The invention includes a cap formed of a piece of flat, flexible material which may be absorbant paper, cloth, plastic, or a combination of these elements. The flat piece of material is cut into a prescribed shape which can be expeditiously folded around the head of the patient. Attachment means, such as Velcro type devices, are affixed to the cut-out portions of the cap so that as the cap is folded around the patient's head it is readily retained in position.
Bands of adhesive material are formed on the edges of the flat cut-out cap member so that when the cap member is folded onto the patient's head and the connection device is affixed to retain the cap in position, the adhesive material may be pressed against the skin around the edges to retard the passage of blood and thus prevent contamination of the patient's hair.
The material of which the cap is formed should be such as to retain heat so as to provide warmth for the patient. The insulative material of which the cap is made may be of the type having captured air bubbles, and the size of the air bubbles may be progressive.
In a second embodiment of the invention a separate eye piece is employed which may be attached to the cap to shield the eyes and the bridge of the nose of the user. This is important in some type of procedures wherein a sheet placed over the face of the patient can cause corneal abrasion since a patient under anesthesia may have his eyes open and is thus subject to contact by a sheet covering the patient's face.
The cap may come in a variety of sizes, including sizes to fit infants. Providing warmth is particularly important for infants. The cap of this invention may be formed of flat sheets of material and is foldable about the head of the patient. It may be manufactured, distributed and stored in the flat form. The cap can, as an alternate arrangement, be partially pre-molded after being cut so as to fit the patient's head with fewer pleats and wrinkles.
A better understanding of the invention will be had by reference to the following description and claims, taken in conjunction with the attached drawings.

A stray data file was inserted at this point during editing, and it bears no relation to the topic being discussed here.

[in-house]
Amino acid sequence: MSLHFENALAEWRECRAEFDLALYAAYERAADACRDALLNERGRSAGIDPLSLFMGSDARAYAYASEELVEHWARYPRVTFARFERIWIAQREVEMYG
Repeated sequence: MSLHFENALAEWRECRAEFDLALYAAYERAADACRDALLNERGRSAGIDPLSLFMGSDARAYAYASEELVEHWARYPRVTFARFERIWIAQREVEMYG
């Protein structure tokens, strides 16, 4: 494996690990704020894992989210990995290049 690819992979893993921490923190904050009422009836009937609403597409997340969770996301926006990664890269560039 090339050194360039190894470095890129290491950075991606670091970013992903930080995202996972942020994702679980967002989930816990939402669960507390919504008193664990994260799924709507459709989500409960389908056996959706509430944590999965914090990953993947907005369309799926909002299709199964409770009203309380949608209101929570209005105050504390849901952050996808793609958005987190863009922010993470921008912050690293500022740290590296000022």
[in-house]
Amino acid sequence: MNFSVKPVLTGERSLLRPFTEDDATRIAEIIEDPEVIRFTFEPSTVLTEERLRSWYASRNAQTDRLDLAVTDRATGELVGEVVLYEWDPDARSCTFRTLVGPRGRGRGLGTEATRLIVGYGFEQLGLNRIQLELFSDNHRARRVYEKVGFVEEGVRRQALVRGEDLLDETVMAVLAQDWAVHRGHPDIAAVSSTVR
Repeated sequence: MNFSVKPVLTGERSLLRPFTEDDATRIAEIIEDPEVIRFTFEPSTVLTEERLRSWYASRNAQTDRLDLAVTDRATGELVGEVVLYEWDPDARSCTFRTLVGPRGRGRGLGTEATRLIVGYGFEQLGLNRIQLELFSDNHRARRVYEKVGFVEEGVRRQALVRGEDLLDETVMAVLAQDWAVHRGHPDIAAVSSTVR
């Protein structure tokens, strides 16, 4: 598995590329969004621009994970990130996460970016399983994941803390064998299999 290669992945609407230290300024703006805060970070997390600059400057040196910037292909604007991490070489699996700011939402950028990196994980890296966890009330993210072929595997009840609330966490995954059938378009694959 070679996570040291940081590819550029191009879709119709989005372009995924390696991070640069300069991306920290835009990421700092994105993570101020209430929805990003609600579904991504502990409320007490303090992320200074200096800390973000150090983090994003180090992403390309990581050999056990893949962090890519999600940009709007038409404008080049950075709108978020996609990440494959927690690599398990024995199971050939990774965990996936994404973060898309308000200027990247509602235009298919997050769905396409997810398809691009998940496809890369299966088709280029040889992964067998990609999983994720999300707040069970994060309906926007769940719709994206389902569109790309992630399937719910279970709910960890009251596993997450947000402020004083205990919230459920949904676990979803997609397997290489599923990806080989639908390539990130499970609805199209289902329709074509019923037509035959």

FIG. 1 is a plan view of material cut to form a cap according to this invention.
FIG. 2 is a front elevational view of the cap formed as in FIG. 1 positioned on a patient as used during an operating procedure.
FIG. 3 is a side view of the cap formed of the device of FIG. 1 positioned on a patient.
FIG. 4 is a plan view of a supplemental eye shield piece which may be employed with the cap of FIG. 1.
FIG. 5 is an elevational side view of a patient with a cap of FIG. 1 and with an eye shield of FIG. 4.
FIG. 6 is a front view of the patient of FIG. 5.
FIG. 7 is a plan view of an alternate design of a cap for use on patients during surgical procedures, the design being cut from flat flexible material.
FIG. 8 is a front elevational view of a patient having the cap of FIG. 7.
FIG. 9 is a side elevational view of the patient of FIG. 8 with the cap of FIG. 7.
Referring to the drawings and first to FIG. 1, an embodiment of the invention is illustrated. FIG. 1 shows a cap which has been cut from a flat sheet of flexible material. The flexible material may be absorbant paper, cloth, plastic, or a combination of these materials. The flat sheet is cut to form a first portion 10 and a second portion 12. The first portion 10 and second portion 12 are of the same shape and each portion is formed of opposed elliptical edges, the edges of first portion 10 being identified by the numerals 14 and 16 and the edges of second portion 12 being identified by the numerals 18 and 20. The elliptical edges are joined by opposed sides, the first portion 10 having sides 22 and 24 and the second portion 12 having sides 26 and 28. The sides are spaced apart and parallel to each other.
The edge 16 of first portion 10 is joined to the edge 18 of second portion 12 at 30 forming a narrow connecting linkage between the two portions.
Attachment elements 32 and 34 are secured to the bottom surface of first portion 10 adjacent the sides 22 and 24. In a similar manner, attachment elements 36 and 38 are secured to the top surface of portion 12. These attachment elements may preferably be of the Velcro type, a type of fastener commonly used for securing flexible materials such as clothing, in which a plurality of small plastic hooks removably engage a felt-like surface so that the portions of the attachment means when pressed together remain in such position but can be separated by direct pull.